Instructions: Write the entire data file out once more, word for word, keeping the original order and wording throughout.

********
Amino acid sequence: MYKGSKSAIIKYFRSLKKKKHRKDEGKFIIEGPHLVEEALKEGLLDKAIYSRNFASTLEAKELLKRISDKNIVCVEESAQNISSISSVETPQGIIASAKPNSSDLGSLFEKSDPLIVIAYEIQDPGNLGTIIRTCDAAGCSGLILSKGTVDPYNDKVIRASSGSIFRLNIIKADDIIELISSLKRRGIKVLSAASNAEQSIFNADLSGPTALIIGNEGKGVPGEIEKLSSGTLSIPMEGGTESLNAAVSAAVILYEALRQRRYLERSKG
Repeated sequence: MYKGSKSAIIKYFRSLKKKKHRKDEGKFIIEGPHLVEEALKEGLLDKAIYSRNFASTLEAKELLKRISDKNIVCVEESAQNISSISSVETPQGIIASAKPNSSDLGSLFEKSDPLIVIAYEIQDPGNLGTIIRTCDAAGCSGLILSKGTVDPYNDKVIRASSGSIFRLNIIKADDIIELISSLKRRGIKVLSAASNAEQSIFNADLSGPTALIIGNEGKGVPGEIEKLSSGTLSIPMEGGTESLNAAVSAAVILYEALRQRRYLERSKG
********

Amino acid sequence: MYKGSKSAIIKYFRSLKKKKHRKDEGKFIIEGPHLVEEALKEGLLDKAIYSRNFASTLEAKELLKRISDKNIVCVEESAQNISSISSVETPQGIIASAKPNSSDLGSLFEKSDPLIVIAYEIQDPGNLGTIIRTCDAAGCSGLILSKGTVDPYNDKVIRASSGSIFRLNIIKADDIIELISSLKRRGIKVLSAASNAEQSIFNADLSGPTALIIGNEGKGVPGEIEKLSSGTLSIPMEGGTESLNAAVSAAVILYEALRQRRYLERSKG
Repeated sequence: MYKGSKSAIIKYFRSLKKKKHRKDEGKFIIEGPHLVEEALKEGLLDKAIYSRNFASTLEAKELLKRISDKNIVCVEESAQNISSISSVETPQGIIASAKPNSSDLGSLFEKSDPLIVIAYEIQDPGNLGTIIRTCDAAGCSGLILSKGTVDPYNDKVIRASSGSIFRLNIIKADDIIELISSLKRRGIKVLSAASNAEQSIFNADLSGPTALIIGNEGKGVPGEIEKLSSGTLSIPMEGGTESLNAAVSAAVILYEALRQRRYLERSKG